Denise Schindler increased her world championship medal tally by claiming a silver and a bronze at the recent UCI Para-cycling World Championships in Pietermartizburg, South Africa.
The Endura athlete, who races with a prosthetic below the knee of her right leg, finished second in the women’s C3 road race and third in the women’s C3 individual time-trial.
Schindler, who earlier this year rode as part of the first amputee pairing to finish the gruelling Tour TransAlp, has won world titles on the road and track.
She will add her latest brace of medals to an impressive collection that includes silver and bronze medals from the last two Paralympic Games.
“I’m happy and proud,” she said, after finishing as runner-up to Sweden’s Anna Beck in a four-way sprint in the Elite Women’s C3 road race. “I enjoyed every moment.”
On Friday, Schindler claimed bronze in a race won by Japan’s Keiko Noguchi. Just seven seconds separated the first three rider, with Beck winning silver.
Movistar Team’s youthful selection at La Vuelta Espana continued to impress as the race entered the high mountains. Richard Carapaz, 24, the first Ecuadorian to race in the UCI WorldTour, finished just behind the group of favourites on the savage climb to the observatory at Calar Alto on stage 11.
It was one of Movistar Team’s most experienced campaigners, however, who came closest to a coveted stage win. JJ Rojas, 32, twice the Spanish road race champion, and Movistar Team rider since 2011, finished second on stage 10 and third on stage 12.
Both of Rojas’ near misses came after fighting his way into the day’s breakaway. On stage 10, in his home region of Murcia, he was narrowly beaten by Matteo Trentin (QuickStep Floors). Two days later, after a day’s riding in a five-man breakaway, he could only watch as Tomasz Marczynski (Lotto-Soudal) broke clear. Rojas crossed the finish line in Antequera just 52 seconds in arrears.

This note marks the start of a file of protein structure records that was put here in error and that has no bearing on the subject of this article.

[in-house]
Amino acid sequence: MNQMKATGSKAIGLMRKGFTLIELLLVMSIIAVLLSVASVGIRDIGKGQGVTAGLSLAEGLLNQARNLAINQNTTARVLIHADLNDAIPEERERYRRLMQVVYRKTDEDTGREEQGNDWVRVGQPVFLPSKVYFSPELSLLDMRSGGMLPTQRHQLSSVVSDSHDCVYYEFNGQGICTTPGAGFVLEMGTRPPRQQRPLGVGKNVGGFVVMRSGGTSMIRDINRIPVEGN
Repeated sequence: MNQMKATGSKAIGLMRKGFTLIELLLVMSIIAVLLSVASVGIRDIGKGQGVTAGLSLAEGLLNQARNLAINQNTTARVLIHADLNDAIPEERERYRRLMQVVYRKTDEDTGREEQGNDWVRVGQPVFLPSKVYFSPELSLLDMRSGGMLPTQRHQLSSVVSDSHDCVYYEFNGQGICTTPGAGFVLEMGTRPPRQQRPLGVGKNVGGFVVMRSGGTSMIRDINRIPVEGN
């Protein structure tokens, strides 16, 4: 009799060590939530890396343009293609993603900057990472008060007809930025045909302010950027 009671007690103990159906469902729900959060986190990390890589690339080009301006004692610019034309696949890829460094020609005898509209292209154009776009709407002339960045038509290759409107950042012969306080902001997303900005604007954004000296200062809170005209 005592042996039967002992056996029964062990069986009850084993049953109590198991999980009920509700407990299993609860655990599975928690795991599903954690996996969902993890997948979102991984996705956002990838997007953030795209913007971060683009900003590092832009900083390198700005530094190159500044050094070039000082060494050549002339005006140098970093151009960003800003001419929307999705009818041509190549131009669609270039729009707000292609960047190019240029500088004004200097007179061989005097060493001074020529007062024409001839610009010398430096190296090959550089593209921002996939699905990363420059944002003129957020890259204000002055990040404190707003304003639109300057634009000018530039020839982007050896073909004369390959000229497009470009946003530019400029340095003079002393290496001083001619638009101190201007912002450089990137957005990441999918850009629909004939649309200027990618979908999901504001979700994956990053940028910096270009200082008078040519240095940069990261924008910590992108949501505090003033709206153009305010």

Today’s rest day is much needed after two savage mountain stages in which Dani Moreno produced the team’s stand out performances, finishing in the top 20 on the climb of La Pandera (stage 14) and the Alto Hoya de la Mora (stage 15).
La Vuelta resumes tomorrow on Movistar Team’s home soil, with a 25-mile individual time-trial that begins on the Circuito de Navarra motorsport circuit and finishes in the medieval city of Logroño. Movistar Team’s Nelson Oliveira, a four-time ITT champion of Portugal, will start among the Blues’ best hopes for a strong report.
Meanwhile, at the Tour of Britain, Movistar Team found themselves on Endura’s home soil, rolling out of Edinburgh on a 190.1km route to Kelso in the Scottish Borders.
Gorka Izagirre, a stage winner at the Giro d’Italia in May, rode in a breakaway caught with 80km remaining. Today’s hilly second stage from Kielder Water to Blyth could end in a bunch sprint; an outcome likely to suit Movistar Team’s fast man, Danielle Bennati.
Lucy Charles finished second to Germany’s Anna Haug at the Ironman 70.3 race on Lanzarote. The Londoner, who is enjoying a wildly successful season, experienced a rare defeat, and finished the race nearly eight minutes in arrears to Haug.
Charles emerged from the swim with a useful 2:02 lead on her German rival, with the Austrian Michela Herlbauer a further 32 seconds back. Charles turned the screw in the bike split, completing the cycle nearly 1:14 quicker than the German.
With a third of the run completed, however, Haug had Charles in her sights, and by the midway point led her by 1:51. Herlbauer was a distant 13:38 behind. Determined to maximise her advantage, Haug seemed to get faster, and finished by posting a time of 1:18:17 for a 21km run.
Charles greeted defeat with a positive attitude, telling Slowtwitch.com: “I’ve been training really hard for the last four weeks in preparation for Kona, and I carry on tomorrow. I knew I´d have to dig deep during the run, but my pace [2:59 marathon] was exactly what I need to do in Kona, so I'm pleased with how it went overall.”
Photos: Sean Hardy / BrakeThrough Media / Lucy Charles